Euro 2016: Adverts and Sponsors

Euro 2016 Main Banner

Euro 2016 is now over a week old, so it’s the perfect time to take a look at some of the advertising and sponsorship that we’ve all been able to enjoy alongside the beautiful game. As usual, some make more sense and have been executed better than others. Here’s a selection of some that stand out:

Paddy Power

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Scotland didn’t qualify for Euro 2016, which made them perfect cannon fodder for a Paddy Power campaign. Most adverts during major sports tournaments take themselves very seriously and play on the prestige of being associated with the event. Paddy Power isn’t an official partner though, and this light-hearted approach helps it to cut through the noise of other creatives that have more of a corporate feel.

This advert forms part of Paddy Power’s ongoing “Viva La Bantz” campaign which has also seen each country’s crest succumb to national stereotypes. This post’s featured image shows 4 of them. It’s close to the line stuff, but the majority come across more as playful mockery than anything too offensive (with only a few expections). The full set can be seen here.

View the Scotland-centric advert here:

Turkish Airlines

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What better way to create an association with the tournament and your airline brand than becoming an official partner and sticking a huge plane on the pitch in front of some players? It’s often tricky for big brands to find common ground with sporting events without it seeming forced, and Turish Airlines have succeeded and failed in equal amounts for Euro 2016.

A series of short TV ident bumpers have been produced which are 50% funny and 50% cringeworthy. However, their message can be understood in any language and they’re very well produced. All of them can be viewed here in one video.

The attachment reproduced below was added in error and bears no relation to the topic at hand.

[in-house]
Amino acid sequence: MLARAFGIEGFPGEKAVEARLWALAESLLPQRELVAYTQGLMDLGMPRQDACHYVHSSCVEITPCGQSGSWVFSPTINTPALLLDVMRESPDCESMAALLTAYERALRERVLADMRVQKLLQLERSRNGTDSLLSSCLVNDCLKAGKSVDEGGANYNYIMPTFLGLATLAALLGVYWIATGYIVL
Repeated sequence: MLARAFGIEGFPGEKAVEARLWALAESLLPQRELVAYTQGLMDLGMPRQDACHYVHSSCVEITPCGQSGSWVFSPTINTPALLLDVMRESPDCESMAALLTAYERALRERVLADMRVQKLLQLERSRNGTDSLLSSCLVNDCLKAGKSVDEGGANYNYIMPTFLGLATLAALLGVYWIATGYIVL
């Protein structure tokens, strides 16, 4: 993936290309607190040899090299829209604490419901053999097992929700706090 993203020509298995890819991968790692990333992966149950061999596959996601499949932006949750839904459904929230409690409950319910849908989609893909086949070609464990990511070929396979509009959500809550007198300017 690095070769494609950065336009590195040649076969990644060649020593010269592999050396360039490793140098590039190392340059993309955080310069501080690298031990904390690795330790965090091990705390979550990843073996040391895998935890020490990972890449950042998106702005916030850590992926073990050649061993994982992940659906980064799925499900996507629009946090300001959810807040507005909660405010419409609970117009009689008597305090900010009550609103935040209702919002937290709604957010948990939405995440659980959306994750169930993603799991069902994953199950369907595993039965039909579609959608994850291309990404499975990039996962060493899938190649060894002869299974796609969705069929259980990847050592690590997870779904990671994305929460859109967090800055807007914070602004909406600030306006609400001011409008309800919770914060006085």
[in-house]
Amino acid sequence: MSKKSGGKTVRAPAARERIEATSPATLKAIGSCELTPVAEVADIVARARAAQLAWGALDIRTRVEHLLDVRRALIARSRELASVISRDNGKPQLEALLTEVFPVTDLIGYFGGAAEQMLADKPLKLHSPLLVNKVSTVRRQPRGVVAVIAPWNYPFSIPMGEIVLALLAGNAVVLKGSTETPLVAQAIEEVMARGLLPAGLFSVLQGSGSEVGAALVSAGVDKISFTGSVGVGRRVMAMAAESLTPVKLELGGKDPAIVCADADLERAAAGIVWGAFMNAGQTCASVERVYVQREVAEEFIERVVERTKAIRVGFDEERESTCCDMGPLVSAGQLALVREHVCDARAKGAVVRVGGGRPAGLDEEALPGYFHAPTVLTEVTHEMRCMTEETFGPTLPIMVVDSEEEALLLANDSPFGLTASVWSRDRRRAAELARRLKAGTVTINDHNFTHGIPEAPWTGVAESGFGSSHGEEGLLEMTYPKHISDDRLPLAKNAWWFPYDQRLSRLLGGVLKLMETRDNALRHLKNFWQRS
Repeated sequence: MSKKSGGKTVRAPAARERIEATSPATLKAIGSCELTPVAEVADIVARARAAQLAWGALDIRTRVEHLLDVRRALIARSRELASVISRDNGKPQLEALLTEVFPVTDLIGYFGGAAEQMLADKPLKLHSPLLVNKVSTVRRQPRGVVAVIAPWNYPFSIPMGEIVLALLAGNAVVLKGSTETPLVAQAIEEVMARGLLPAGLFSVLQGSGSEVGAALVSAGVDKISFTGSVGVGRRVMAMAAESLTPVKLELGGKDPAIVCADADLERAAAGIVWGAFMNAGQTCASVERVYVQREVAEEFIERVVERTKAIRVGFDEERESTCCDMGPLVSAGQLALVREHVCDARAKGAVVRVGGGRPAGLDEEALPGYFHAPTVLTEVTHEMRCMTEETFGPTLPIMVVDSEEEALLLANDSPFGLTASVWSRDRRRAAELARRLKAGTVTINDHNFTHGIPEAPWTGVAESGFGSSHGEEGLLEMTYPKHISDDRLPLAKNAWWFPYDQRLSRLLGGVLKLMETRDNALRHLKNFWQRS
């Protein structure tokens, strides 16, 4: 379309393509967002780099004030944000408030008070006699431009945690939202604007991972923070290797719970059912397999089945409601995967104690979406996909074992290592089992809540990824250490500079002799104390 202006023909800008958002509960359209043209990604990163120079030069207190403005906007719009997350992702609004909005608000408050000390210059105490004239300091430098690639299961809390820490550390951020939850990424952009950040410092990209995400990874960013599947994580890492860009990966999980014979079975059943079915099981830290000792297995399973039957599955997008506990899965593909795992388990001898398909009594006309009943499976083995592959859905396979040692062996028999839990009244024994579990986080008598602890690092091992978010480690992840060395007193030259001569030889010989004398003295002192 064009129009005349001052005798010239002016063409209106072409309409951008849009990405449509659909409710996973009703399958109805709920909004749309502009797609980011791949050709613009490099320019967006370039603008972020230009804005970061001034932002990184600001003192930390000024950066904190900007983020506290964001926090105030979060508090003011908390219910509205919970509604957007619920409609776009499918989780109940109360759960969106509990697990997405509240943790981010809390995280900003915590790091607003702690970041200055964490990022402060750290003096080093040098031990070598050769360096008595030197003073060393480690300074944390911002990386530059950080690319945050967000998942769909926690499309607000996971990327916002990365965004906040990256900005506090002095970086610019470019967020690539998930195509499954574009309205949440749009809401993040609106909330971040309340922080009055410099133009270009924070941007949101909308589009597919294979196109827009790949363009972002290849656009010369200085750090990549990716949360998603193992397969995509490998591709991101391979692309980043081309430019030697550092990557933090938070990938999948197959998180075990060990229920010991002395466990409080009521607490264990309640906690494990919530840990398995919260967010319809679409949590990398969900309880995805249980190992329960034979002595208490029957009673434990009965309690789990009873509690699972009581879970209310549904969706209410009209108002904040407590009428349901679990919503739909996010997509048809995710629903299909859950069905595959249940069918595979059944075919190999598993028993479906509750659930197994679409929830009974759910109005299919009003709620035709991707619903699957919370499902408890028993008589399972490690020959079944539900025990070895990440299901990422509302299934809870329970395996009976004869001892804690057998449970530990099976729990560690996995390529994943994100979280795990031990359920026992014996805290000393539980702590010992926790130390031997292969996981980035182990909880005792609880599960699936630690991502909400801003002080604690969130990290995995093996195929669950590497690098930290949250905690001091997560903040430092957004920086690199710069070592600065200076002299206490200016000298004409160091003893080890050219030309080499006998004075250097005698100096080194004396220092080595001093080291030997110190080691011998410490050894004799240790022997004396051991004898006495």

Apple have decided to take a more hipster/niche approach by displaying iPhone user’s mostly black and white football-related photos and videos on a slideshow. The advert is nice to look at, but not every photo or video is immediately recognisable as being about football and some just simply aren’t very good.

The advert also completly misses the mark in terms of tone and mood. It comes across as forced, too serious and almost pretentious – something that a person who isn’t a football fan would commission just to force a connection between Apple and the tournament. I’m sure it’s meant with all the best intentions, but it fails to match the celebratory atmosphere of Euro 2016.


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I must admit that I hadn’t heard of Hisense before this tournament, but they’re an official sponsor that’s trying to break into the European market. What better way than plaster the brand across viewers’ screen before, during and after all of the matches?

It’s the first time that a Chinese brand has sponsored the tournament in its 65-year history and the chosen approach is the use of simple, no-frills creatives. Hisense claim that sports marketing has been a pivotal part of driving its worldwide success in recent years, and this no-risk approach therefore seems to literally be paying dividends.


The biggest has been left until last. You’ve probably seen it already, but if not, Nike’s big budget 6-minute epic is a story rooted in a violent head-to-head collision between Ronaldo and an unsuspecting ball boy. Fairytale stuff.

I don’t think it’s the best of this tournament’s bunch, but an advert like this packed with so much star power is always going to cut through the noise. The footballers actually do themselves proud on the acting front and the advert itself looks spectacular. Nike have access to all of these huge names (albeit for rather large fees) and they know exactly how to utilise them. Bring on the 2018 World Cup.


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